This is notably the case with Morpho, which has raised $18 million in 2022 from several specialist funds, such as Andreessen Horowitz and Variant. "When you're building a totally decentralised network, I think it's the token that offers the most value," explains its creator Paul Frambot. "Our priority is to develop the best lending protocol, nothing else," he insists.

Morpho does have a structure to onboard its designers, but this is a not-for-profit association. "Morpho Labs acts as a simple proxy for the DAO," details Stéphane Daniel, a lawyer at d&a Partners, the firm that handled the fundraising for the French start-up.

As every project is different, Morpho's choice will not suit everyone. "There is no canonical way to proceed," Paul Frambot reminds us. "You can choose to offer equity, tokens or both, but that choice depends on the founders, who must have an extremely clear vision of what they want to build," he insists.

Some projects have the sole ambition of developing a network (like Morpho), while others have developed a front-end on top and have varying degrees of regulatory constraints (like Uniswap).

How to value the tokens?

Now it remains to define the value of the tokens when the funds are raised. Here, nothing is set in stone, even if valuation models are beginning to take hold.

"For projects that only offer tokens to investors, we will look at the total value immobilised, the costs that the protocol may generate or even the blockchain on which they are deployed," says Ivan de Lastours. "A decentralised finance project that launches on a blockchain like Ethereum will naturally be worth more because that's where most of the capital is," he points out.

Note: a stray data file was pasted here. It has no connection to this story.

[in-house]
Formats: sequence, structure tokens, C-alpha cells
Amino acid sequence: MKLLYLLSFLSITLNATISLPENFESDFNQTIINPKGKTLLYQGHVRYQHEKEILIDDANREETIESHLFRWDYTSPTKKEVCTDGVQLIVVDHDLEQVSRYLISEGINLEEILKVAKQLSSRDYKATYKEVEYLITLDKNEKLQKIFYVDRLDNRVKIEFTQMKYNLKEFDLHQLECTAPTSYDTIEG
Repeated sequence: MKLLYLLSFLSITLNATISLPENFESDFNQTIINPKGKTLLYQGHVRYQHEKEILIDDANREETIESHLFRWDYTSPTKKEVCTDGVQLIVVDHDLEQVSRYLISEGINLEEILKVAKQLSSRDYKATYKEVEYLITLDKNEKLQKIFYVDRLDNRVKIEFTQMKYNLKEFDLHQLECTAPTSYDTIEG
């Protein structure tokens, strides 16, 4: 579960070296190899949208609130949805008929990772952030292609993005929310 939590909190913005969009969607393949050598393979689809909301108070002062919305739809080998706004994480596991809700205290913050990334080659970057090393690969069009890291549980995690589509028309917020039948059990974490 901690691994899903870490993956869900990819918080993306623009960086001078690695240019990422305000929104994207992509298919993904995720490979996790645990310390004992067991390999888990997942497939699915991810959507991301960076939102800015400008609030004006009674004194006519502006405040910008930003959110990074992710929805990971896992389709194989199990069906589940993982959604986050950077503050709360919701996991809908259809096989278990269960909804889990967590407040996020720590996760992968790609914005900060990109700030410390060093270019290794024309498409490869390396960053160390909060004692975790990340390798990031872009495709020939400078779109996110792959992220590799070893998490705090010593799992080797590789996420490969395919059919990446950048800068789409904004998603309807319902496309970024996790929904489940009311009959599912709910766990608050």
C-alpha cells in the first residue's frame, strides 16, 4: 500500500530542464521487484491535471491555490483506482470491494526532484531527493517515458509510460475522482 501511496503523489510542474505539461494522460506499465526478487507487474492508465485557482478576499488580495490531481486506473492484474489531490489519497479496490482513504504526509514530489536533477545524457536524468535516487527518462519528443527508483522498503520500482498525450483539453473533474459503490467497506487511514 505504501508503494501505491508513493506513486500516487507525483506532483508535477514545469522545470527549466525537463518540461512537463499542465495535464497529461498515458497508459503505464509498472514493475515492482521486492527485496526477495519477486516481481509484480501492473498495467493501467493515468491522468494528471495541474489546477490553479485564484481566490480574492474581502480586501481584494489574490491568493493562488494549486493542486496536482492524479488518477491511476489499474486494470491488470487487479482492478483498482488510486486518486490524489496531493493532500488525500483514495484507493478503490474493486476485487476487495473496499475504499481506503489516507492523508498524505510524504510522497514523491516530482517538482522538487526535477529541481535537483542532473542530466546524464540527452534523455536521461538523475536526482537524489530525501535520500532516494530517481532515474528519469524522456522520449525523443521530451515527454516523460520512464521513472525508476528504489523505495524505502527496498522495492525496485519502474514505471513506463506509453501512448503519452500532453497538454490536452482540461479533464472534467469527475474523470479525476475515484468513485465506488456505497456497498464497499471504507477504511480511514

On the other hand, it's more complex for those offering a combination of tokens and equity. "In many cases, the total value of the tokens issued corresponds to twice the value of the company after the fundraising," blows out an entrepreneur working on an operation of this type.

"When we raised $5 million in 2022, we agreed to issue tokens equivalent to $50 million," illustrates Pablo Veyrat of Angle Labs, meanwhile. If we follow this principle, Angle Labs would have been valued at $25 million at the time of this transaction (which Pablo Veyrat has not confirmed).

"Investing in tokens is something very new," explains a US-based investor. "Only a few funds with solid experience in the field like Andreessen Horowitz (which has invested in Uniswap and Angle, editor's note) are now able to draw up relevant valuation models", he huffs.